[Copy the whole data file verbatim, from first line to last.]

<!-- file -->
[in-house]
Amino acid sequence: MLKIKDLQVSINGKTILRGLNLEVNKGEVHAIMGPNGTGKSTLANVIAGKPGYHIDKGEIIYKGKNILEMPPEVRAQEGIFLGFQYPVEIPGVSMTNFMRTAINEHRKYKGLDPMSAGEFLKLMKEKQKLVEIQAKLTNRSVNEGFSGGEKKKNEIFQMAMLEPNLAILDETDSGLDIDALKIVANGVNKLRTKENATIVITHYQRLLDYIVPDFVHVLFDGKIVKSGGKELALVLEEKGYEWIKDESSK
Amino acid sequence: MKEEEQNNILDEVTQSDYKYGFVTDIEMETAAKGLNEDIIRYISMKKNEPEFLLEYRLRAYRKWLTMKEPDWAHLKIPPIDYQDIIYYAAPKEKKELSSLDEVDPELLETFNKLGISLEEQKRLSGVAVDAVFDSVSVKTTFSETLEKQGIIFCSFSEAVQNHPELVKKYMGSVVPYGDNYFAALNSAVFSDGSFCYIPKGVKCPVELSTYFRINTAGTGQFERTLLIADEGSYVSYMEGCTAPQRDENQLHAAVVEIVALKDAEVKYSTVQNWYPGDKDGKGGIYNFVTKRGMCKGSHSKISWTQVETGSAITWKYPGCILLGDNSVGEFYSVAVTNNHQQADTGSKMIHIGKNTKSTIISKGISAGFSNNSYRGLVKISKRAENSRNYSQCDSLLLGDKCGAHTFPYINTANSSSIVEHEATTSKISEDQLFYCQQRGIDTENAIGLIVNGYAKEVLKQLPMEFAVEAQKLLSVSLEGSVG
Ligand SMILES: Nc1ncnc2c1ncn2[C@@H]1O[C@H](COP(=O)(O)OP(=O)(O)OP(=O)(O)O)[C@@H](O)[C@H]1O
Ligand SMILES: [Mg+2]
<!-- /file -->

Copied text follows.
[in-house]
Amino acid sequence: MLKIKDLQVSINGKTILRGLNLEVNKGEVHAIMGPNGTGKSTLANVIAGKPGYHIDKGEIIYKGKNILEMPPEVRAQEGIFLGFQYPVEIPGVSMTNFMRTAINEHRKYKGLDPMSAGEFLKLMKEKQKLVEIQAKLTNRSVNEGFSGGEKKKNEIFQMAMLEPNLAILDETDSGLDIDALKIVANGVNKLRTKENATIVITHYQRLLDYIVPDFVHVLFDGKIVKSGGKELALVLEEKGYEWIKDESSK
Amino acid sequence: MKEEEQNNILDEVTQSDYKYGFVTDIEMETAAKGLNEDIIRYISMKKNEPEFLLEYRLRAYRKWLTMKEPDWAHLKIPPIDYQDIIYYAAPKEKKELSSLDEVDPELLETFNKLGISLEEQKRLSGVAVDAVFDSVSVKTTFSETLEKQGIIFCSFSEAVQNHPELVKKYMGSVVPYGDNYFAALNSAVFSDGSFCYIPKGVKCPVELSTYFRINTAGTGQFERTLLIADEGSYVSYMEGCTAPQRDENQLHAAVVEIVALKDAEVKYSTVQNWYPGDKDGKGGIYNFVTKRGMCKGSHSKISWTQVETGSAITWKYPGCILLGDNSVGEFYSVAVTNNHQQADTGSKMIHIGKNTKSTIISKGISAGFSNNSYRGLVKISKRAENSRNYSQCDSLLLGDKCGAHTFPYINTANSSSIVEHEATTSKISEDQLFYCQQRGIDTENAIGLIVNGYAKEVLKQLPMEFAVEAQKLLSVSLEGSVG
Ligand SMILES: Nc1ncnc2c1ncn2[C@@H]1O[C@H](COP(=O)(O)OP(=O)(O)OP(=O)(O)O)[C@@H](O)[C@H]1O
Ligand SMILES: [Mg+2]